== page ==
Thursday, 15 November 2012

MCR Artists Books III : People

The little heroes I met at Manchester Artists Book Fair are absolutely deserving of their own post, making this the final entry in an indulgent blog triptych. While Laurie took over manning the stall I went to spend some of my earnings and meet the people behind the books; literally and metaphorically.

One of the first stallholders I visited was Cally Barker, and I instantly fell in love with her knitted book covers. She described herself as the wild knitter of Bedfordshire and I can see why. Taking on classic pieces of design and master's paintings with wool, the other crafters must certainly raise eyebrows over their biege cardigan patterns. I had a lot of warmth for this lady, as she quite rightly declared, "well it wouldn't be a book fair without some penguin classics, now would it?"

Next I talked to this chap, Alex Pritchard. No stranger to a book fair it turns out, he was exhibiting thought-provoking books that put the planet we call home into brain-exploding (or imploding) perspective. In front of him you can see his Pocket Orrery (above); that's a book of the planets at relative size to you and me, with removable pages to create your own scale model. He even made the little bags.
Truly wonderful stuff, but his pièce de résistance for me however, was this badboy:

The preface states: "In this book there are 316,227 dots each representing a star. For each 'star' in this book imagine another copy of this book. That is how many stars are within our galaxy. Carrying on this train of thought, imagine that each dot is a galaxy. For each 'galaxy' there is another book of dots. That is the estimated number of galaxies in the entire universe." I walked around the rest of the fair with this information reverberating around in my skull. 'The universe is utterly awesome', I thought.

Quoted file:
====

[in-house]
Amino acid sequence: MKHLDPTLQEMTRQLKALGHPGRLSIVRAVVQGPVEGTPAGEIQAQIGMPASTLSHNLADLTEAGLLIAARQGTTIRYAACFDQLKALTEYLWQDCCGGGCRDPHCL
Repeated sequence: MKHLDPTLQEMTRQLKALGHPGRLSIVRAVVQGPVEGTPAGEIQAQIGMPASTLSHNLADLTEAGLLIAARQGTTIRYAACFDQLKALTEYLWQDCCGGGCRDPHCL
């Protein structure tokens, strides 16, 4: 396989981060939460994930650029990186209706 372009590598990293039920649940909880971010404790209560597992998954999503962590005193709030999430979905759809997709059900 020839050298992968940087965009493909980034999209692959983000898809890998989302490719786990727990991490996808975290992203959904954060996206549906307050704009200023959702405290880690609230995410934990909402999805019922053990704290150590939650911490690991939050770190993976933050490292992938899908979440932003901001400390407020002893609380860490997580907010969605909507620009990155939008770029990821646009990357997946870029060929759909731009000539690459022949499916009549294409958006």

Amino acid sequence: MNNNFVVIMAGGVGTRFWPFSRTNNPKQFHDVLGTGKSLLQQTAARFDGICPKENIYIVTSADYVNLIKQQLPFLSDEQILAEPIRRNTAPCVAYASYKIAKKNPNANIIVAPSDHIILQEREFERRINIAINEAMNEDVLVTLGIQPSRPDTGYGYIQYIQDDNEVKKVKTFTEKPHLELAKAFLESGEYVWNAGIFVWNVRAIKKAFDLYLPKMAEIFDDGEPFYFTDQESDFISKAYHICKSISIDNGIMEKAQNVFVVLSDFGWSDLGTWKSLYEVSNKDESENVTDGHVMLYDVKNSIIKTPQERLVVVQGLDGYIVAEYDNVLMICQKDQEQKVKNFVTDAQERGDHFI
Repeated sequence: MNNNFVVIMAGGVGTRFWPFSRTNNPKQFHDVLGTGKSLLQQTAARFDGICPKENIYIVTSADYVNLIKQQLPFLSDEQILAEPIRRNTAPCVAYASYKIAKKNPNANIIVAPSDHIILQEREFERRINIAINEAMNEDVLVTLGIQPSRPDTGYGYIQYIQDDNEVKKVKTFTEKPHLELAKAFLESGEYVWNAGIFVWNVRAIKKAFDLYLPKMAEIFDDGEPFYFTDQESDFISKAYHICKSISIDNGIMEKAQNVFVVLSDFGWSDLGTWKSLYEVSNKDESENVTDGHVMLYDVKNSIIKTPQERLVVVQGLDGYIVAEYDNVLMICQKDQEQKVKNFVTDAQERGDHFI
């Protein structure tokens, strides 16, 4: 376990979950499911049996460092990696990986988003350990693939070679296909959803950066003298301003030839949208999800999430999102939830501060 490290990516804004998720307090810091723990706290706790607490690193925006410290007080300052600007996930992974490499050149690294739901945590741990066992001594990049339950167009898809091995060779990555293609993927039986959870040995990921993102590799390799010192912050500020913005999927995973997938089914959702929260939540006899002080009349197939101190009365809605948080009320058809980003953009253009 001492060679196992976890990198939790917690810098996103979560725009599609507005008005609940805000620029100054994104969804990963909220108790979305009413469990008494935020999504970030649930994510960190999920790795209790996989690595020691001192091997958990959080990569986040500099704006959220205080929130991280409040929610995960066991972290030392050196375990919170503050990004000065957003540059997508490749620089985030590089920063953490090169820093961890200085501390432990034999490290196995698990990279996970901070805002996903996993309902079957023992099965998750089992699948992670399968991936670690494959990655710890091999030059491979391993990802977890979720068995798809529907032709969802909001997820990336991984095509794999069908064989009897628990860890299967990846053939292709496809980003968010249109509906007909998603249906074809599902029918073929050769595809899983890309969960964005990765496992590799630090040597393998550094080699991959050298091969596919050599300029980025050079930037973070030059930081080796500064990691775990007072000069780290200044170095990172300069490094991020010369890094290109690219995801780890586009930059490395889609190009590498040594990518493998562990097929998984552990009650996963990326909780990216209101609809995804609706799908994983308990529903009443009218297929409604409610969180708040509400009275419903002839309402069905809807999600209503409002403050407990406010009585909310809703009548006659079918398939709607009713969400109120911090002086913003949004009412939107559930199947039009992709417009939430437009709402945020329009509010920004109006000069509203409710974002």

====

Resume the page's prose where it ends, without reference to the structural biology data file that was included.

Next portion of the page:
Without getting mushy about this guy, he really was a bit of a smiling gem. Even reminded me a bit of Prof Brian Cox. You can visit AP's online store here to buy your own paper interplanetary nebulas, etc.

The next illuminating individual I met was Jan Hopkins, the miner's daughter who, amongst other things, wires books with simple yet smart circuitry. Particularly taken with her You Are Here projects (above) in which LEDs are activated by finger pressure, I feel she was the exhibiting artist who most pushed what books could do. Particularly relevant in the age of digital kindle "books", I think I'd choose the hands-on joy of her electronic paper every time. Catch all her works in progress here:; who knows what she'll try next.

My personal favourite / the stand at which I parted with most money was that of Café Royal Books, where I picked up 2 issues of publisher & editor-in-chief Craig Atkinson's photography zines.

Inside and out monochromatic scenes of life completely whetted my visual appetite. Reminiscent of the candid photography of Martin Parr, each page hung still in the air like a carefully pitched note. Exquisite, striking, gorgeous, in short all of Café Royal's publications were right up my street, and I will be following them closely from now on.

As a final word, there was one person at the book fair that I never met. Infact, no-one did. The stallholder next to us didn't turned up, generating much mystery and bafflement, with some visitors even asking if I was her.
Forever a mystery, I drew a picture of what I think she might look like. If you see her, tell her Synthia says hi.

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